The History of Automobiles

An automobile is a four-wheeled vehicle designed primarily for passenger transportation and powered by an internal combustion engine using a volatile fuel. Modern automobiles are complex technical systems that require the use of sophisticated electronic computers and high-strength plastics, as well as steel and other metals. The automotive industry creates many jobs in the world and is one of the largest consumers of petroleum and other industrial products. It also provides a major source of revenue for countries and regions that have oil reserves.

Throughout history, people have used cars to convey their messages and express their personalities. Women such as Nell Richardson and Alice Burke drove around the country in 1916 with banners proclaiming “votes for women”.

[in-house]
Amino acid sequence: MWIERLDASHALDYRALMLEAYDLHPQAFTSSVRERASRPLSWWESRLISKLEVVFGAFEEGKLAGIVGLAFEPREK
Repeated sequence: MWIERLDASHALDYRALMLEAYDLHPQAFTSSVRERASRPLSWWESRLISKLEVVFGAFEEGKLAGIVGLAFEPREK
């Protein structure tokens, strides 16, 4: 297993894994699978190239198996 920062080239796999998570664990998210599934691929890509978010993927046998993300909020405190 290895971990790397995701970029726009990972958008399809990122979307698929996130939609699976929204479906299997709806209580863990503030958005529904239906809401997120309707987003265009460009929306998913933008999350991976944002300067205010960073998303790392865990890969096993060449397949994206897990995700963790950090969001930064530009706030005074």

The scientific and technical building blocks of the automobile date back several hundred years. The first automobile was a steam-driven vehicle built by Nicolas-Joseph Cugnot in 1769. It was heavy and moved very slowly, but it had the advantage of being able to travel long distances without having to refill its supply of water.

Toward the end of the 19th century Gottlieb Daimler, Karl Benz and Nikolaus Otto in Germany began to manufacture cars that ran on internal-combustion engines. In the United States, Ransom Olds and James and William Packard established American car manufacturers. Henry Ford introduced modern mass production with his Model T runabout, which cost less than the average annual wage in 1912 and was the most popular car in the world by 1927.